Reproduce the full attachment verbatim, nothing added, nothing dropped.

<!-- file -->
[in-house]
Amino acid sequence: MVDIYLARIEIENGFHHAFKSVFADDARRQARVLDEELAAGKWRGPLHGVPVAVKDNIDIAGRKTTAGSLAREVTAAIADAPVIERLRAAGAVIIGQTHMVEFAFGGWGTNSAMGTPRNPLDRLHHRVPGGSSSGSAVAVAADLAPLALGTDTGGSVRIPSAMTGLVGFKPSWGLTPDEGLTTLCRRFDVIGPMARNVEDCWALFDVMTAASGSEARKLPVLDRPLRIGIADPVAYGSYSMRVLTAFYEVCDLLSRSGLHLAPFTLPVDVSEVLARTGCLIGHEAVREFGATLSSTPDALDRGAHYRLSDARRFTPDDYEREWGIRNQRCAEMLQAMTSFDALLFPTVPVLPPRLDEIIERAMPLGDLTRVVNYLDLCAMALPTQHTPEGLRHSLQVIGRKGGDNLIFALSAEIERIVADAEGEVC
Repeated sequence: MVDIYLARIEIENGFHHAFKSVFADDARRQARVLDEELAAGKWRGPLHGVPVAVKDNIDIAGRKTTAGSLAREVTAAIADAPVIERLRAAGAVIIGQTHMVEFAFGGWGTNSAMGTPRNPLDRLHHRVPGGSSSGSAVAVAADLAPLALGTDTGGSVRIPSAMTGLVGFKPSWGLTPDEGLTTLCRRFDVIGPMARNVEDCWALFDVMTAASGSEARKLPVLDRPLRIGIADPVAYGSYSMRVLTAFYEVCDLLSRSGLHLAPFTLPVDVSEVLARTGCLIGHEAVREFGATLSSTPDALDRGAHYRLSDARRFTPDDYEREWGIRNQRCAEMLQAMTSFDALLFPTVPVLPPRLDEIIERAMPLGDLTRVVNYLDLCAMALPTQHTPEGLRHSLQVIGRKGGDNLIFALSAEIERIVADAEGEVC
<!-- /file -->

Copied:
[in-house]
Amino acid sequence: MVDIYLARIEIENGFHHAFKSVFADDARRQARVLDEELAAGKWRGPLHGVPVAVKDNIDIAGRKTTAGSLAREVTAAIADAPVIERLRAAGAVIIGQTHMVEFAFGGWGTNSAMGTPRNPLDRLHHRVPGGSSSGSAVAVAADLAPLALGTDTGGSVRIPSAMTGLVGFKPSWGLTPDEGLTTLCRRFDVIGPMARNVEDCWALFDVMTAASGSEARKLPVLDRPLRIGIADPVAYGSYSMRVLTAFYEVCDLLSRSGLHLAPFTLPVDVSEVLARTGCLIGHEAVREFGATLSSTPDALDRGAHYRLSDARRFTPDDYEREWGIRNQRCAEMLQAMTSFDALLFPTVPVLPPRLDEIIERAMPLGDLTRVVNYLDLCAMALPTQHTPEGLRHSLQVIGRKGGDNLIFALSAEIERIVADAEGEVC
Repeated sequence: MVDIYLARIEIENGFHHAFKSVFADDARRQARVLDEELAAGKWRGPLHGVPVAVKDNIDIAGRKTTAGSLAREVTAAIADAPVIERLRAAGAVIIGQTHMVEFAFGGWGTNSAMGTPRNPLDRLHHRVPGGSSSGSAVAVAADLAPLALGTDTGGSVRIPSAMTGLVGFKPSWGLTPDEGLTTLCRRFDVIGPMARNVEDCWALFDVMTAASGSEARKLPVLDRPLRIGIADPVAYGSYSMRVLTAFYEVCDLLSRSGLHLAPFTLPVDVSEVLARTGCLIGHEAVREFGATLSSTPDALDRGAHYRLSDARRFTPDDYEREWGIRNQRCAEMLQAMTSFDALLFPTVPVLPPRLDEIIERAMPLGDLTRVVNYLDLCAMALPTQHTPEGLRHSLQVIGRKGGDNLIFALSAEIERIVADAEGEVC